What about Paul's instruction regarding the role of the state in preserving order? The political ruler is a “minister of God to thee for good”; the ruler “beareth not the sword in vain: for he is… a revenger to execute wrath upon him that doeth evil” (Romans 13:4). It seems that the authority of the state is divinely established to protect the good and punish the evil. Is authority to punish a mandate to kill? If the sword is to be taken literally and the state's hold on the sword is a mandate to kill, then capital punishment should be the primary punishment the state has available to use, and it should always be by a literal sword. Literalism presents serious problems. However, if the sword is symbolic, then various forms of punishment and deterrence are available to the state.
Scripture does not present capital punishment as always mandatory. The early Christians apparently did not believe so. All Scripture should be filtered through the perspective of the apostolic tradition and especially through the mind of Jesus Christ who himself was a victim of capital punishment on the cross.
Does Scripture Permit Capital Punishment? If Scripture does not require the state to execute killers, does it allow such action by way of exception? A generally accepted principle of killing not subject to punishment is self-defense, whereby killing is forced on us as the only way to prevent someone from killing us. In this sense capital punishment may be a form of self-defense on the part of the state. Killing in a just war is a similar response. Does the state have a right to defend its people by executing killers? The Scripture certainly does not prohibit the state from exercising this right.
Arguments For and Against Capital Punishment 1. Deterrence: capital punishment will discourage murdering. Yet the only one who is knowingly deterred from killing again is the executed offender. No scientific evidence is available to prove that the death penalty lowers homicide rates. Since most murders are among friends and relatives, these “crimes of passion” are the least likely to be repeated of all offenses by the same people. 2. Protection: Capital punishment protects other prisoners and guards from killers sentenced to life in prison. If released these may kill again. Capital punishment protects the other citizens. Yet the available statistics do not support this argument. 3. Economics: It is cheaper to execute than to imprison. Again, statistics do not support this. 4. The Complexities and Inequalities of the Criminal Justice System: The system favors the rich over the poor. It is so often inefficient, inept, and sometimes wrong in its judgments. Some innocent people have been executed. The guilty are often set free over legal technicalities. 5. Punishment: This is the only argument that has any Scriptural support. Yet, are there more humane ways of punishment than execution? Many see that life in prison without possibility of parole is a greater punishment than death. A sense of justice requires that a murderer be punished, yet nonlethal punishment preserves the life-valuing role of the state. Is this more in line with a biblical sense of justice which also values life? To be effective, punishment should be certain, swift, and impartial. Yet with capital cases in many courts, this is rare.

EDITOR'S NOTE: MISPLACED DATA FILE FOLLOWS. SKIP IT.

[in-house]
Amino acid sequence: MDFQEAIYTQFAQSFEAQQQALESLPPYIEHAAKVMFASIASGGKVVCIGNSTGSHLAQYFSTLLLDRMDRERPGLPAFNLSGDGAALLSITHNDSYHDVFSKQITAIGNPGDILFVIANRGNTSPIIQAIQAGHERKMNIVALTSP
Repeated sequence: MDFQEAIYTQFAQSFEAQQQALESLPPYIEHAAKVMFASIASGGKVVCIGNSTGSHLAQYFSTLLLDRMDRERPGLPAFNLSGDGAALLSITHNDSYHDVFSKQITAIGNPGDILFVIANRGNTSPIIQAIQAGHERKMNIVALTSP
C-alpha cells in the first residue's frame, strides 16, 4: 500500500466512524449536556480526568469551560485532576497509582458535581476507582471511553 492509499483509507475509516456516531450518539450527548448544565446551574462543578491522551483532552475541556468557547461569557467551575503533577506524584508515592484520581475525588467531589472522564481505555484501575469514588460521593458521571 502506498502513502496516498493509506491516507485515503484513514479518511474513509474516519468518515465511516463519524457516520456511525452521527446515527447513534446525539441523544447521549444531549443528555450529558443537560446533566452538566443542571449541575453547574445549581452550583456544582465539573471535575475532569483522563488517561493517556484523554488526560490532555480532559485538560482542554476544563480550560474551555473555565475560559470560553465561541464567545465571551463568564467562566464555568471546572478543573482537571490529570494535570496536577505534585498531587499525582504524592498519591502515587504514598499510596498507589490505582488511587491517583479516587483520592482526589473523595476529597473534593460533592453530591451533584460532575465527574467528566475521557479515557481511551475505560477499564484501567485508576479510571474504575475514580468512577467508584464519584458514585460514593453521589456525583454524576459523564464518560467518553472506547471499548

In summary, the Bible prescribed capital punishment for certain cases in its society. It also set up love for human beings in being like Christ as the highest ethical norm. The modern student of Scripture must ask if cases in our society really find parallels in biblical society. Which methods of biblical interpretation allow us to determine where capital punishment should apply? How do biblical forms of capital punishment relate to modern society? Does Scripture absolutely require capital punishment? In what situation(s) does a government have the right and/or responsibility to carry out capital punishment? Are there scriptural answers to the arguments for and against capital punishment?